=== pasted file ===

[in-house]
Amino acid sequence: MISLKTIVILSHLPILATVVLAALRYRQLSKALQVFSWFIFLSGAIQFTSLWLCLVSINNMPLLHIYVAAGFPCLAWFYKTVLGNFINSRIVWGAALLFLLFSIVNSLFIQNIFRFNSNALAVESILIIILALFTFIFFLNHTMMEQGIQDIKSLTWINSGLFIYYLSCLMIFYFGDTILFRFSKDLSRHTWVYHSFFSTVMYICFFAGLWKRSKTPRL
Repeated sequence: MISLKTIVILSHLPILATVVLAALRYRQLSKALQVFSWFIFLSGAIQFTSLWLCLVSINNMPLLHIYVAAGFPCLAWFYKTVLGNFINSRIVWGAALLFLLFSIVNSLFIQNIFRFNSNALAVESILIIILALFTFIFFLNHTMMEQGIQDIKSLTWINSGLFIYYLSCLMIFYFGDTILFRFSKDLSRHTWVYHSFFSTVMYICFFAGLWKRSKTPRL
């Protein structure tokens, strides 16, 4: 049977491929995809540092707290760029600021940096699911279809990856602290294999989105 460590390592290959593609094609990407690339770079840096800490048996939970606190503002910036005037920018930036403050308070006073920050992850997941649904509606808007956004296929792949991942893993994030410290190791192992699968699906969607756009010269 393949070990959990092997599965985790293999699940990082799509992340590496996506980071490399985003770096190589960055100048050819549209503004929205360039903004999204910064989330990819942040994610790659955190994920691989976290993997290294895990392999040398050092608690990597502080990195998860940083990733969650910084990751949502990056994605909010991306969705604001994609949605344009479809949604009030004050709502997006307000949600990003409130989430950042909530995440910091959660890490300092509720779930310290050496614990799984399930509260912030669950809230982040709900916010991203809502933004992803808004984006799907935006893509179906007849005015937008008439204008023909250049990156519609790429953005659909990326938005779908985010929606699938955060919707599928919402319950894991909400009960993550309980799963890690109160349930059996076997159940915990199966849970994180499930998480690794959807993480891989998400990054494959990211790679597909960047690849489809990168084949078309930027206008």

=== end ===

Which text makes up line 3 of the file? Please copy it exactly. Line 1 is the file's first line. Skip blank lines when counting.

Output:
Repeated sequence: MISLKTIVILSHLPILATVVLAALRYRQLSKALQVFSWFIFLSGAIQFTSLWLCLVSINNMPLLHIYVAAGFPCLAWFYKTVLGNFINSRIVWGAALLFLLFSIVNSLFIQNIFRFNSNALAVESILIIILALFTFIFFLNHTMMEQGIQDIKSLTWINSGLFIYYLSCLMIFYFGDTILFRFSKDLSRHTWVYHSFFSTVMYICFFAGLWKRSKTPRL